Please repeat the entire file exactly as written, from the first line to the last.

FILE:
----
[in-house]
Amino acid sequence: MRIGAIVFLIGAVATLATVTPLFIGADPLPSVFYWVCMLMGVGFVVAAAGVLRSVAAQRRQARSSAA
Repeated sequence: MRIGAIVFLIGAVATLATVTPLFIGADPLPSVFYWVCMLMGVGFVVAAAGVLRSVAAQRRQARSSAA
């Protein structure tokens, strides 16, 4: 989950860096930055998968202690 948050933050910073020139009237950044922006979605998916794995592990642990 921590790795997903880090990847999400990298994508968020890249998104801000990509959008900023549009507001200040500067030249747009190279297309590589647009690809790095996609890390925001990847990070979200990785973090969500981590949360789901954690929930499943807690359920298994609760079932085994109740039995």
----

[in-house]
Amino acid sequence: MRIGAIVFLIGAVATLATVTPLFIGADPLPSVFYWVCMLMGVGFVVAAAGVLRSVAAQRRQARSSAA
Repeated sequence: MRIGAIVFLIGAVATLATVTPLFIGADPLPSVFYWVCMLMGVGFVVAAAGVLRSVAAQRRQARSSAA
């Protein structure tokens, strides 16, 4: 989950860096930055998968202690 948050933050910073020139009237950044922006979605998916794995592990642990 921590790795997903880090990847999400990298994508968020890249998104801000990509959008900023549009507001200040500067030249747009190279297309590589647009690809790095996609890390925001990847990070979200990785973090969500981590949360789901954690929930499943807690359920298994609760079932085994109740039995």